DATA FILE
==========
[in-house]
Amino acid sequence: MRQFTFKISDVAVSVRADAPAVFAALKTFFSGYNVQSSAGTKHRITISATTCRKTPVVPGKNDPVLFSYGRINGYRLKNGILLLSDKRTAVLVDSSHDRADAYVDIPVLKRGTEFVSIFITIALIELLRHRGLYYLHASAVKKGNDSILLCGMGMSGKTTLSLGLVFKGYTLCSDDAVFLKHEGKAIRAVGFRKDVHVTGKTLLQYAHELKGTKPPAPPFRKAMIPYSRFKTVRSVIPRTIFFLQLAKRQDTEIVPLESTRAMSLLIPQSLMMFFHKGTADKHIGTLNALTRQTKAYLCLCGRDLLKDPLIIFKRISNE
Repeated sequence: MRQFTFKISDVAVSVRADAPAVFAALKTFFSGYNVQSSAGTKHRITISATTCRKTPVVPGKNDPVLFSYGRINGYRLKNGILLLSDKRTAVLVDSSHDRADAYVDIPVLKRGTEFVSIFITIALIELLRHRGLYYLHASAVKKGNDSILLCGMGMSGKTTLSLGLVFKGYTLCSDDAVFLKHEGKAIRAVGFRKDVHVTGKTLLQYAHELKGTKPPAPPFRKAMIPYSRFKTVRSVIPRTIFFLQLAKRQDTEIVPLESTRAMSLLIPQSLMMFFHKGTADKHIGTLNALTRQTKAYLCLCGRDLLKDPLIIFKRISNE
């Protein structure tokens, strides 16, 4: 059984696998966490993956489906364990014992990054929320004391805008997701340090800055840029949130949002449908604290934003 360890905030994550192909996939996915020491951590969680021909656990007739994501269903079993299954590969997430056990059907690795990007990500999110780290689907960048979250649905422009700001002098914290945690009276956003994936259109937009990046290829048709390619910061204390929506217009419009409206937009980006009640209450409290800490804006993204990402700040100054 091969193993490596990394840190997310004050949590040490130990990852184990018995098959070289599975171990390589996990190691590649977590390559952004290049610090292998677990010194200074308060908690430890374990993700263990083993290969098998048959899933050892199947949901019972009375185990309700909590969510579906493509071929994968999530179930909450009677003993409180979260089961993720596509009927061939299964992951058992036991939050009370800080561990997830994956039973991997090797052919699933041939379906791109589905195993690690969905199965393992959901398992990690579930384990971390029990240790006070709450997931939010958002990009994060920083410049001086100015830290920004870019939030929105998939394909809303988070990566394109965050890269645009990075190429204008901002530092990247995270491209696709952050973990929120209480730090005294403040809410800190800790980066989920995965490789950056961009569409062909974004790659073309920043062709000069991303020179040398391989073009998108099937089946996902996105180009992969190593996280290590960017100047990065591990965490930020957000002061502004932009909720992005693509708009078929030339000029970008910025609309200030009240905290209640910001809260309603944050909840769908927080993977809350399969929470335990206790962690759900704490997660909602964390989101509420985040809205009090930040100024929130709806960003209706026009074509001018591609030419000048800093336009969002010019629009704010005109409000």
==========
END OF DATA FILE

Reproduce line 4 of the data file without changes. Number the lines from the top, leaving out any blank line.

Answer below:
């Protein structure tokens, strides 16, 4: 059984696998966490993956489906364990014992990054929320004391805008997701340090800055840029949130949002449908604290934003 360890905030994550192909996939996915020491951590969680021909656990007739994501269903079993299954590969997430056990059907690795990007990500999110780290689907960048979250649905422009700001002098914290945690009276956003994936259109937009990046290829048709390619910061204390929506217009419009409206937009980006009640209450409290800490804006993204990402700040100054 091969193993490596990394840190997310004050949590040490130990990852184990018995098959070289599975171990390589996990190691590649977590390559952004290049610090292998677990010194200074308060908690430890374990993700263990083993290969098998048959899933050892199947949901019972009375185990309700909590969510579906493509071929994968999530179930909450009677003993409180979260089961993720596509009927061939299964992951058992036991939050009370800080561990997830994956039973991997090797052919699933041939379906791109589905195993690690969905199965393992959901398992990690579930384990971390029990240790006070709450997931939010958002990009994060920083410049001086100015830290920004870019939030929105998939394909809303988070990566394109965050890269645009990075190429204008901002530092990247995270491209696709952050973990929120209480730090005294403040809410800190800790980066989920995965490789950056961009569409062909974004790659073309920043062709000069991303020179040398391989073009998108099937089946996902996105180009992969190593996280290590960017100047990065591990965490930020957000002061502004932009909720992005693509708009078929030339000029970008910025609309200030009240905290209640910001809260309603944050909840769908927080993977809350399969929470335990206790962690759900704490997660909602964390989101509420985040809205009090930040100024929130709806960003209706026009074509001018591609030419000048800093336009969002010019629009704010005109409000």